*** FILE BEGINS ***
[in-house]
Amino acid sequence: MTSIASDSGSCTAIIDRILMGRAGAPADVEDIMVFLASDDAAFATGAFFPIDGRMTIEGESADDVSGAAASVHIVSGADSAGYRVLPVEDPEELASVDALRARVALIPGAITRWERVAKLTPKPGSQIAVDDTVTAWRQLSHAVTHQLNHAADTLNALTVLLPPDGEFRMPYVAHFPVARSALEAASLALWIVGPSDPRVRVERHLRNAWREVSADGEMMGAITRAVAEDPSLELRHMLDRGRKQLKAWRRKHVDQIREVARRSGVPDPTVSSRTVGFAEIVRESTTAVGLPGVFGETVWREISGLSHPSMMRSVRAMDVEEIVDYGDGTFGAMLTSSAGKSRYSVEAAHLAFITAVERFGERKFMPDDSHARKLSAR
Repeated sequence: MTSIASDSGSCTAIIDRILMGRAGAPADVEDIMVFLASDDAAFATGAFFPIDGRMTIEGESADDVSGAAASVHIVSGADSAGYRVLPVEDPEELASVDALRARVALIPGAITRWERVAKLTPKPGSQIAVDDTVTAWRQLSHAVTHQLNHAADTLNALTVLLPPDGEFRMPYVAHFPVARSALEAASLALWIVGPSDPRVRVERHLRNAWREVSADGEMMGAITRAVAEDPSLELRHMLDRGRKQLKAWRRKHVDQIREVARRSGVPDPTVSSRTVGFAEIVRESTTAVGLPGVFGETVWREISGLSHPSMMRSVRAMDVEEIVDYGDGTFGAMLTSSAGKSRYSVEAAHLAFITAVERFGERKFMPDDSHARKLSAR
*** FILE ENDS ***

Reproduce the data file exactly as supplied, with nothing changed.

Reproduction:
[in-house]
Amino acid sequence: MTSIASDSGSCTAIIDRILMGRAGAPADVEDIMVFLASDDAAFATGAFFPIDGRMTIEGESADDVSGAAASVHIVSGADSAGYRVLPVEDPEELASVDALRARVALIPGAITRWERVAKLTPKPGSQIAVDDTVTAWRQLSHAVTHQLNHAADTLNALTVLLPPDGEFRMPYVAHFPVARSALEAASLALWIVGPSDPRVRVERHLRNAWREVSADGEMMGAITRAVAEDPSLELRHMLDRGRKQLKAWRRKHVDQIREVARRSGVPDPTVSSRTVGFAEIVRESTTAVGLPGVFGETVWREISGLSHPSMMRSVRAMDVEEIVDYGDGTFGAMLTSSAGKSRYSVEAAHLAFITAVERFGERKFMPDDSHARKLSAR
Repeated sequence: MTSIASDSGSCTAIIDRILMGRAGAPADVEDIMVFLASDDAAFATGAFFPIDGRMTIEGESADDVSGAAASVHIVSGADSAGYRVLPVEDPEELASVDALRARVALIPGAITRWERVAKLTPKPGSQIAVDDTVTAWRQLSHAVTHQLNHAADTLNALTVLLPPDGEFRMPYVAHFPVARSALEAASLALWIVGPSDPRVRVERHLRNAWREVSADGEMMGAITRAVAEDPSLELRHMLDRGRKQLKAWRRKHVDQIREVARRSGVPDPTVSSRTVGFAEIVRESTTAVGLPGVFGETVWREISGLSHPSMMRSVRAMDVEEIVDYGDGTFGAMLTSSAGKSRYSVEAAHLAFITAVERFGERKFMPDDSHARKLSAR